I read this article a few days ago, In a Distracted World, Solitude Is a Competitive Advantage. It was written in 2017, which had me thinking about how much more distracted our world has become even in two years. I’m personally a big fan of solitude, so the words here resonated with me – I’m just someone that needs space. Regardless of whether or not solitude is something you naturally need on a personal level, I think that in today’s always-on world, where pressure to meet expectations and accomplish goals is relentless, solitude is imperative to maintain strong leadership.

I had a chat this morning with Dave Willetts, Commercial Director and UK Head of Innovation at Baxi Heating, and was curious to ask him his thoughts on this concept and opinion on what it takes to be a leader of innovation (figured given his title, he’d have some thoughts!). As he replied, he essentially wrote this article for me – so thank you, Dave! Here are five practical ways to be a more innovative leader.

#1: Adjust Your Mindset

Dave first pointed out that to be a better leader of innovation, you have to embrace the right mindset and get away from feeling the need to put out the day-to-day fires of the business. “My job as a leader is not a caretaker of our current value, but a builder of our future – and I have to maintain that mindset,” says Dave. “Of course I’m here to manage my team, but my job really is to be creating a vision for our future, a strategy to help us achieve that vision, and develop the resource and KPIs to carry out that strategy. That’s innovation, and as a leader it is my responsibility.”

#2: Box Yourself In

Without being unreasonable, of course, Dave’s next piece of advice is to create some pressure for yourself to force innovation – in other words, box yourself in. “Having a vision that stretches you helps fuel an innovative culture,” says Dave. “Committing yourself to this vision gives you natural motivation and accountability to lead innovation in order to accomplish your objectives.” In an effort to support a culture of innovation at Baxi, one of the changes Dave has introduced is the idea of running experiments rather than projects. Reframing around experiments gives the connotation of learning versus perceived failing and allows the team to react quickly to what’s working (and what’s not).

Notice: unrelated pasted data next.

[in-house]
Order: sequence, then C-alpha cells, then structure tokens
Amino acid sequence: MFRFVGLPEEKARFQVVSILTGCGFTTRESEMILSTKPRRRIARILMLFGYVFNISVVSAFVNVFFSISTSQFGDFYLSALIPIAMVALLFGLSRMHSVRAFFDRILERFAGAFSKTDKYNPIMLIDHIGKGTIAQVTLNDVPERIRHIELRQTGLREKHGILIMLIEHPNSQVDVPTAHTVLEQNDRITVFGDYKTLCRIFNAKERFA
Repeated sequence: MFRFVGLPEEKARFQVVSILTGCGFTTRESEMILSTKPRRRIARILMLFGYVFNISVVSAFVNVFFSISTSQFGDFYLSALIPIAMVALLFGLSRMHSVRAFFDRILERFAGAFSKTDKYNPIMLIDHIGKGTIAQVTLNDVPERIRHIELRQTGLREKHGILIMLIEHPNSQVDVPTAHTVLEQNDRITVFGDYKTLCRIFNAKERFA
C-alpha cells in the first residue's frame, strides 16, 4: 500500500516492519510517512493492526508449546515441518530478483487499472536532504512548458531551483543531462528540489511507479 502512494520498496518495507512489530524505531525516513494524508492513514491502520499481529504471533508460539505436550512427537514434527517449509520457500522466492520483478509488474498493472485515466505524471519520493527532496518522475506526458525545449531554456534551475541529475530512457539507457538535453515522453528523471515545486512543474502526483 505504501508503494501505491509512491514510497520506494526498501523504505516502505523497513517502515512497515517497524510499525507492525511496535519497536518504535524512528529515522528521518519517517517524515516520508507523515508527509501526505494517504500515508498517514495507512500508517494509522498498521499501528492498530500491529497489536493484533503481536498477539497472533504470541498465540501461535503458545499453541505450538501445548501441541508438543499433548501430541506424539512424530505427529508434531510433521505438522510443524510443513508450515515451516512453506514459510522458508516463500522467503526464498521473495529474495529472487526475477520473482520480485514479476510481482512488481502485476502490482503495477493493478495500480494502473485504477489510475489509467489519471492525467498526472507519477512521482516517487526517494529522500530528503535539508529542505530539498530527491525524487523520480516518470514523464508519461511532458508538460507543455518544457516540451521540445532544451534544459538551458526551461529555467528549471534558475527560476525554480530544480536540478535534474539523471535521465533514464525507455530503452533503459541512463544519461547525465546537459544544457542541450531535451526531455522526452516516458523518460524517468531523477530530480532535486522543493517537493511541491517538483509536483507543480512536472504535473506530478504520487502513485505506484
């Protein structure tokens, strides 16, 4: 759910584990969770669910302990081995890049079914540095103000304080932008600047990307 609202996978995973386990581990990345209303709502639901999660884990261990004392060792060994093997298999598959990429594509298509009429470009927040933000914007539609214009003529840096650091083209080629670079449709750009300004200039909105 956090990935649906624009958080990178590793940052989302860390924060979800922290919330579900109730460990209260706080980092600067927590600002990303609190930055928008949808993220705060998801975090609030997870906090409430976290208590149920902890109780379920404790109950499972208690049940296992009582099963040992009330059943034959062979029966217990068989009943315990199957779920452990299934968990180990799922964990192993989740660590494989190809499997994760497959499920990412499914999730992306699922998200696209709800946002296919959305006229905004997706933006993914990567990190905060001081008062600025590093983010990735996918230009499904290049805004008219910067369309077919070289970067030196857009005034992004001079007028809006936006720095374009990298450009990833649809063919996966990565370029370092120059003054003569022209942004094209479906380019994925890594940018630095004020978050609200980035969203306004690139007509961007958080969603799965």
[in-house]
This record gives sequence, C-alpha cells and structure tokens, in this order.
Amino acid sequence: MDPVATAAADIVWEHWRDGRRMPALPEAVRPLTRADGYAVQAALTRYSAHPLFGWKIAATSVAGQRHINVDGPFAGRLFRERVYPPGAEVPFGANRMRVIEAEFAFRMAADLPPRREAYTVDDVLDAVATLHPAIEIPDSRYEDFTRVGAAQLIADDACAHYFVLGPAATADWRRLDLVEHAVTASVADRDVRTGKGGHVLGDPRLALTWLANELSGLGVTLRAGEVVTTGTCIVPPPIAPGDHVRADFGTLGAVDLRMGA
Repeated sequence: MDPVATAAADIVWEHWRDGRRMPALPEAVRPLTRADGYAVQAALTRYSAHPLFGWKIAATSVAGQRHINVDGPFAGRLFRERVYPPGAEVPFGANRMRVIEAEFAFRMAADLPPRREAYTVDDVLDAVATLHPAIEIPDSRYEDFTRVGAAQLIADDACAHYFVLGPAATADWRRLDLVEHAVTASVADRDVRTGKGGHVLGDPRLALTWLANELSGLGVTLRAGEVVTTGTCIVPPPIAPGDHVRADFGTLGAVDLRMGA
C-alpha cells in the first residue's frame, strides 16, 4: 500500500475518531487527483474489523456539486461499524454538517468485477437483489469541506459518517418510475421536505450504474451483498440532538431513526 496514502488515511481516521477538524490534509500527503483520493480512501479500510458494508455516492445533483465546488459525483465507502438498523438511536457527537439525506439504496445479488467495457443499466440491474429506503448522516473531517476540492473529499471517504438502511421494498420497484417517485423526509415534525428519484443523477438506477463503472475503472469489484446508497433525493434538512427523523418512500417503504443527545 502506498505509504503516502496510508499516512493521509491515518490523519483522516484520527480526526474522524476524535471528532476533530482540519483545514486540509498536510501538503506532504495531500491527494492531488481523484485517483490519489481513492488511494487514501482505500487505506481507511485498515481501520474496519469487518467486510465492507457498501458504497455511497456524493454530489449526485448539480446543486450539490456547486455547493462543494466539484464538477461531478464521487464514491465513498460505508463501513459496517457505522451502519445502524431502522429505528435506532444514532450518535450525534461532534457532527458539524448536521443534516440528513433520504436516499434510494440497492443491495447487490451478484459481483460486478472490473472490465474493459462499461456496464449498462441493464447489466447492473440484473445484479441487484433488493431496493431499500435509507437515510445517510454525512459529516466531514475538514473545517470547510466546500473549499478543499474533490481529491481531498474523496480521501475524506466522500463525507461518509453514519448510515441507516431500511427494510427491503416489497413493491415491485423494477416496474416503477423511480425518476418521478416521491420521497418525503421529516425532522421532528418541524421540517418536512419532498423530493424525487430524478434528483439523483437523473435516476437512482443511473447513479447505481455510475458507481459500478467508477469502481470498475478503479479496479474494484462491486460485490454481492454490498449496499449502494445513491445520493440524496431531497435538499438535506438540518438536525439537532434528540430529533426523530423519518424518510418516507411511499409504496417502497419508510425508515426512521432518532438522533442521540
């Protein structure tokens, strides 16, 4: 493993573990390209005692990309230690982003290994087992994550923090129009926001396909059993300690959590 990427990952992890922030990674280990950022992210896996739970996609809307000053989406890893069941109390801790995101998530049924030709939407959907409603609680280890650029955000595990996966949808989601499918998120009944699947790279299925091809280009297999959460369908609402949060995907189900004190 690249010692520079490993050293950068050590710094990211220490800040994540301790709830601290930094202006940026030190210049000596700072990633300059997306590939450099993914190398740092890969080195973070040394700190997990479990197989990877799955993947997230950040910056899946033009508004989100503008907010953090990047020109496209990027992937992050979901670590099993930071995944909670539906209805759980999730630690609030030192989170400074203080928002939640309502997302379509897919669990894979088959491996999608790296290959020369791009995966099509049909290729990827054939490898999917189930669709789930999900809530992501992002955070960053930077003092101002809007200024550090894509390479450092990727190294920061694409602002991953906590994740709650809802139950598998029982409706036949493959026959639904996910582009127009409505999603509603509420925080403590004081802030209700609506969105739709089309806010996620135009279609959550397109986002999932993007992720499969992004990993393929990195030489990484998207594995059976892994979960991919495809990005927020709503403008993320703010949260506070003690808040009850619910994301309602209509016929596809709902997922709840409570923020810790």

#3: Change Your Scenery

Going back to the article I linked above and the idea of solitude, not only do you need periods of whitespace to think but oftentimes a change of scenery during that whitespace can be beneficial. Dave agrees, and says that he encourages himself and his team to move. “It can be helpful to simply get up and get out of your chair, and even more so to get out of the building,” he says. “Go spend some time with customers, or with other companies – immerse yourself in the environment. Learning and networking is so important to innovation.” Oftentimes, ideas can be sparked when you take some space that would never surface while sitting still. For some leaders this practice may come naturally; for others, it will be important to schedule time in to take these breaks to ensure you actually do.

#4: Build Your Network

As we know at Future of Field Service, there’s immense value in learning from your peers. Perhaps no one has things all figured out, but everyone has a slightly different take and angle and oftentimes just taking the time to hear someone else’s viewpoints and methods of attack can spark the tiniest light in you that grows into the flame of innovation. This is why networking with peers in and beyond your industry is so important, whether that’s at industry events, through LinkedIn, or otherwise. “Build as big of an external network as you can, and learn from that network,” says Dave. “But be sure that as you’re learning, you are also being conscious of giving back – it’s important to add value back into your network as well.”

#5: Consider Your “Don’ts” As Well As Your “Do’s”

Going back to Dave’s first point, it’s important for you as a leader to start thinking about what your responsibilities are – and what they aren’t. As the article points out, it can be a good idea to use some solitude to reflect on what you’re spending your time on that is not proving worthwhile and begin making a “don’t” list. This list can include things that simply aren’t serving your business or your team and no longer need to be done, or it can include tasks that do need to be accomplished but should be delegated to someone on your team in order to free up your time. “Innovation is most certainly about creating new value, but it’s just as much about getting rid of what’s not working,” says Dave.

Sarah Nicastro
Author

Field Service Evangelist, Future of Field Service